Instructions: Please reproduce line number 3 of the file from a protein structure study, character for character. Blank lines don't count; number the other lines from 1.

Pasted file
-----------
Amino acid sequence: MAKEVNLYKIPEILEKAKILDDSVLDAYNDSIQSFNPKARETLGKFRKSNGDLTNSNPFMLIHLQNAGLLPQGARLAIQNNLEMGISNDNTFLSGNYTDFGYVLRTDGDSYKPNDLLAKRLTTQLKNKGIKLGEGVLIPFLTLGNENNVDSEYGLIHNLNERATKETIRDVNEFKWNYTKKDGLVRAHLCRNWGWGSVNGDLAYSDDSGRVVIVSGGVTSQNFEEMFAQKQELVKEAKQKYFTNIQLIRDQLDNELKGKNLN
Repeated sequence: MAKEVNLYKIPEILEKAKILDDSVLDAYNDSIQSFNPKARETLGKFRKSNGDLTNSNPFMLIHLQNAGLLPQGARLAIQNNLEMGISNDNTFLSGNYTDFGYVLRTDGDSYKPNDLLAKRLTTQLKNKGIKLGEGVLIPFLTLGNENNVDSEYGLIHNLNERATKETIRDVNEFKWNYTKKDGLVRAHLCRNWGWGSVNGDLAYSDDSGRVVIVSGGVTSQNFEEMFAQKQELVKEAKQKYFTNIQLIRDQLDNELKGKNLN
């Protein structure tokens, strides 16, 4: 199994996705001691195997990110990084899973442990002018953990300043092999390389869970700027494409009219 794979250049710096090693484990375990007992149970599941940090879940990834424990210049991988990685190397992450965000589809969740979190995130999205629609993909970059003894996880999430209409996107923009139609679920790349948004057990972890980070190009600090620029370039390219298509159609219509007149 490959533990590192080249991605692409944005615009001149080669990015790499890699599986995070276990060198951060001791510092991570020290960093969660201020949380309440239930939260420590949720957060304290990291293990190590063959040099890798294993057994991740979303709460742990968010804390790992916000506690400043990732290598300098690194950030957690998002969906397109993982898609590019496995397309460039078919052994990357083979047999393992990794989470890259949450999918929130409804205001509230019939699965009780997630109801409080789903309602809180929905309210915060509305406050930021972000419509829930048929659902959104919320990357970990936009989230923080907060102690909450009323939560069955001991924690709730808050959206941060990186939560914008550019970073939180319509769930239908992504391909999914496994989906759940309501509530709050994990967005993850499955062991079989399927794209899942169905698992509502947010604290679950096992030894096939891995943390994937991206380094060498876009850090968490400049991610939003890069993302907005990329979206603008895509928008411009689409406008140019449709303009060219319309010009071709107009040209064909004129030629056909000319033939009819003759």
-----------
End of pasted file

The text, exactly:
């Protein structure tokens, strides 16, 4: 199994996705001691195997990110990084899973442990002018953990300043092999390389869970700027494409009219 794979250049710096090693484990375990007992149970599941940090879940990834424990210049991988990685190397992450965000589809969740979190995130999205629609993909970059003894996880999430209409996107923009139609679920790349948004057990972890980070190009600090620029370039390219298509159609219509007149 490959533990590192080249991605692409944005615009001149080669990015790499890699599986995070276990060198951060001791510092991570020290960093969660201020949380309440239930939260420590949720957060304290990291293990190590063959040099890798294993057994991740979303709460742990968010804390790992916000506690400043990732290598300098690194950030957690998002969906397109993982898609590019496995397309460039078919052994990357083979047999393992990794989470890259949450999918929130409804205001509230019939699965009780997630109801409080789903309602809180929905309210915060509305406050930021972000419509829930048929659902959104919320990357970990936009989230923080907060102690909450009323939560069955001991924690709730808050959206941060990186939560914008550019970073939180319509769930239908992504391909999914496994989906759940309501509530709050994990967005993850499955062991079989399927794209899942169905698992509502947010604290679950096992030894096939891995943390994937991206380094060498876009850090968490400049991610939003890069993302907005990329979206603008895509928008411009689409406008140019449709303009060219319309010009071709107009040209064909004129030629056909000319033939009819003759």